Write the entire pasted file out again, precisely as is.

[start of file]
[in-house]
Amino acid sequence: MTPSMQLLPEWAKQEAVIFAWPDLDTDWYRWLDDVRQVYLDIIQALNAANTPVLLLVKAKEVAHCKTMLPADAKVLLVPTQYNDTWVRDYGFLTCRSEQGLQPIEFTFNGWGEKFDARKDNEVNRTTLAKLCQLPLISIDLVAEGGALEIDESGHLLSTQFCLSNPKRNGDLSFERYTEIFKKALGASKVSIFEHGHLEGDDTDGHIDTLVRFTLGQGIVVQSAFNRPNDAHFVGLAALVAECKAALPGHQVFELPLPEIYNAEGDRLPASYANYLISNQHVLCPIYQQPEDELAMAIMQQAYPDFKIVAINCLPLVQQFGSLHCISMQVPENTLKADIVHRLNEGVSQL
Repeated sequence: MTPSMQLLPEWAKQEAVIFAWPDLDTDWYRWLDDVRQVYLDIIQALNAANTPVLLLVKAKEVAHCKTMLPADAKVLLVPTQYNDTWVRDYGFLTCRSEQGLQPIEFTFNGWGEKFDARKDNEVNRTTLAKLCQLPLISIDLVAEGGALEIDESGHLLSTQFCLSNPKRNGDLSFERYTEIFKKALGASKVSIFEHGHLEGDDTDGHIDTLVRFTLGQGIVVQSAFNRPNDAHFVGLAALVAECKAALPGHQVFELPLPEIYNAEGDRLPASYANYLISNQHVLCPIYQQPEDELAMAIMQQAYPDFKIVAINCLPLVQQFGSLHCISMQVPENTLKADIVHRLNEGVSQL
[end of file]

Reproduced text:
[in-house]
Amino acid sequence: MTPSMQLLPEWAKQEAVIFAWPDLDTDWYRWLDDVRQVYLDIIQALNAANTPVLLLVKAKEVAHCKTMLPADAKVLLVPTQYNDTWVRDYGFLTCRSEQGLQPIEFTFNGWGEKFDARKDNEVNRTTLAKLCQLPLISIDLVAEGGALEIDESGHLLSTQFCLSNPKRNGDLSFERYTEIFKKALGASKVSIFEHGHLEGDDTDGHIDTLVRFTLGQGIVVQSAFNRPNDAHFVGLAALVAECKAALPGHQVFELPLPEIYNAEGDRLPASYANYLISNQHVLCPIYQQPEDELAMAIMQQAYPDFKIVAINCLPLVQQFGSLHCISMQVPENTLKADIVHRLNEGVSQL
Repeated sequence: MTPSMQLLPEWAKQEAVIFAWPDLDTDWYRWLDDVRQVYLDIIQALNAANTPVLLLVKAKEVAHCKTMLPADAKVLLVPTQYNDTWVRDYGFLTCRSEQGLQPIEFTFNGWGEKFDARKDNEVNRTTLAKLCQLPLISIDLVAEGGALEIDESGHLLSTQFCLSNPKRNGDLSFERYTEIFKKALGASKVSIFEHGHLEGDDTDGHIDTLVRFTLGQGIVVQSAFNRPNDAHFVGLAALVAECKAALPGHQVFELPLPEIYNAEGDRLPASYANYLISNQHVLCPIYQQPEDELAMAIMQQAYPDFKIVAINCLPLVQQFGSLHCISMQVPENTLKADIVHRLNEGVSQL